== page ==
Journalists And Key Engineers Who Built The Internet: Completely Opposed To SOPA

from the as-they-should-be dept

Another day, and another group of influential folks have come out against SOPA. First up, the more surprising one: the American Society of News Editors (ASNE), a large group of journalists and editors have spoken out against the bill. And these are people who SOPA supporters are including in their list of the "copyright intensive industries" and yet they don't want this bill, because they know it'll increase liability for doing what they do every day.

Separately, a who's who list of 83 internet engineers has come out against SOPA. This is basically everyone who built the core infrastructure that the internet is based on, and they're not at all comfortable with the bill. That should say something. Remember the House's SOPA hearing that didn't have a single technical expert on the panel? Perhaps they should have held a hearing that included some of these people, who all seem very opposed to the bill.
Censorship of Internet infrastructure will inevitably cause network errors and security problems. This is true in China, Iran and other countries that censor the network today; it will be just as true of American censorship. It is also true regardless of whether censorship is implemented via the DNS, proxies, firewalls, or any other method. Types of network errors and insecurity that we wrestle with today will become more widespread, and will affect sites other than those blacklisted by the American government.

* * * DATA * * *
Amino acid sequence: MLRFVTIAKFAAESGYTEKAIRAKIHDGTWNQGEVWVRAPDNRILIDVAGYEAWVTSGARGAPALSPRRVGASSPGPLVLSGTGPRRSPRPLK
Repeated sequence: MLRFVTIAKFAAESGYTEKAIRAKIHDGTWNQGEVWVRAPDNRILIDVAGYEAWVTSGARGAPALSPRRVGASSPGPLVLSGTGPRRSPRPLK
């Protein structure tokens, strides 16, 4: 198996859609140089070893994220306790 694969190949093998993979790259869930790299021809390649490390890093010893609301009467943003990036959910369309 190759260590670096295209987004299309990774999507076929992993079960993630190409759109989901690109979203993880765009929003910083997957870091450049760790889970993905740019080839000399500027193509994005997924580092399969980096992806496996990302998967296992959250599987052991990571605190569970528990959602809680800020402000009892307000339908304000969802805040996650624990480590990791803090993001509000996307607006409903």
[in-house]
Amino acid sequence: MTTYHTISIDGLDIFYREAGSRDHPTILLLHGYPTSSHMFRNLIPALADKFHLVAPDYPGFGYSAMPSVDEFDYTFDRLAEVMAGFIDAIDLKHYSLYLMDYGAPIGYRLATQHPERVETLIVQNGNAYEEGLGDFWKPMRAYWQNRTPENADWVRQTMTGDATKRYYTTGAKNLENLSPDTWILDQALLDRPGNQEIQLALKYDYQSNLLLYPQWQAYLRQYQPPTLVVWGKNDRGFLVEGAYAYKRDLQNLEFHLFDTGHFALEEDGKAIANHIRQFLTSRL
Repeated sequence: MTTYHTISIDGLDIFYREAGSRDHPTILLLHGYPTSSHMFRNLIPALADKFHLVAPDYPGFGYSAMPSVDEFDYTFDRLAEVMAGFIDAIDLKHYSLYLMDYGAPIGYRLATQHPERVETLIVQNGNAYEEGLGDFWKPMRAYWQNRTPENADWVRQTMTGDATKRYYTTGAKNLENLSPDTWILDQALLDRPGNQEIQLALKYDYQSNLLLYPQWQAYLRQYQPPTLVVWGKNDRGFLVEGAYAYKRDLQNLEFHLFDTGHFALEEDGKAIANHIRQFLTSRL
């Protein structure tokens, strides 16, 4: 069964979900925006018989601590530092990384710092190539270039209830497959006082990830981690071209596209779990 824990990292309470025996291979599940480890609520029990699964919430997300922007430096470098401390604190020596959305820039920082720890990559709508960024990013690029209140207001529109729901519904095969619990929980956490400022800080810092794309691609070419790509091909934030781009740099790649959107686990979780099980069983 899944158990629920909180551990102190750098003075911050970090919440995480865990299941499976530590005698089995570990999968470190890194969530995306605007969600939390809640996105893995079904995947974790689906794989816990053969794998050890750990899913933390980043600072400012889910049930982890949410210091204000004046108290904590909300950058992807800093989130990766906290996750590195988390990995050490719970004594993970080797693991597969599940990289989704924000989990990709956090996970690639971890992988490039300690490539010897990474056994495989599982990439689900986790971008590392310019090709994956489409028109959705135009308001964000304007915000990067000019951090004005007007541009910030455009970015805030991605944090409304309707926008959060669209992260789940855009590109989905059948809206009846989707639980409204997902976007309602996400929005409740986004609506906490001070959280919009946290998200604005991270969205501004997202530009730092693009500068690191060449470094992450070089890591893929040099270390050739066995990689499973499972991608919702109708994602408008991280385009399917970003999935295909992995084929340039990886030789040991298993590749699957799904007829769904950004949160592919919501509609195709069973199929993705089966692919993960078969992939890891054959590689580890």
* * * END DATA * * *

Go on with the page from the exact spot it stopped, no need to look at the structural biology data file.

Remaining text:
The current bills -- SOPA explicitly and PIPA implicitly -- also threaten engineers who build Internet systems or offer services that are not readily and automatically compliant with censorship actions by the U.S. government. When we designed the Internet the first time, our priorities were reliability, robustness and minimizing central points of failure or control. We are alarmed that Congress is so close to mandating censorship-compliance as a design requirement for new Internet innovations. This can only damage the security of the network, and give authoritarian governments more power over what their citizens can read and publish.

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  1. icon
    Jamie (profile), 15 Dec 2011 @ 3:47pm


    The technologies in use today are often more than 20 years old. They existed back in the days when the Internet was used mostly by academics and research facilities. They continue to be used because, aside from the flaws, they still work fairly well.

    Now that we're seeing more and more parties trying to abuse these technologies, the engineers are trying to come up with a more robust solution. This takes a lot of time, because you need to try and think of all the ways that malicious parties may try to break the proposed technologies. Any new system that is decided on also takes a lot of time to roll out, as there are billions of internet-connected devices that may be affected.

    The engineers know the system is broken, and are trying to fix it. Idiotic laws like PIPA/SOPA will stop those efforts dead in their tracks, by legislatively introducing the sorts of failures that the new systems are trying to prevent.

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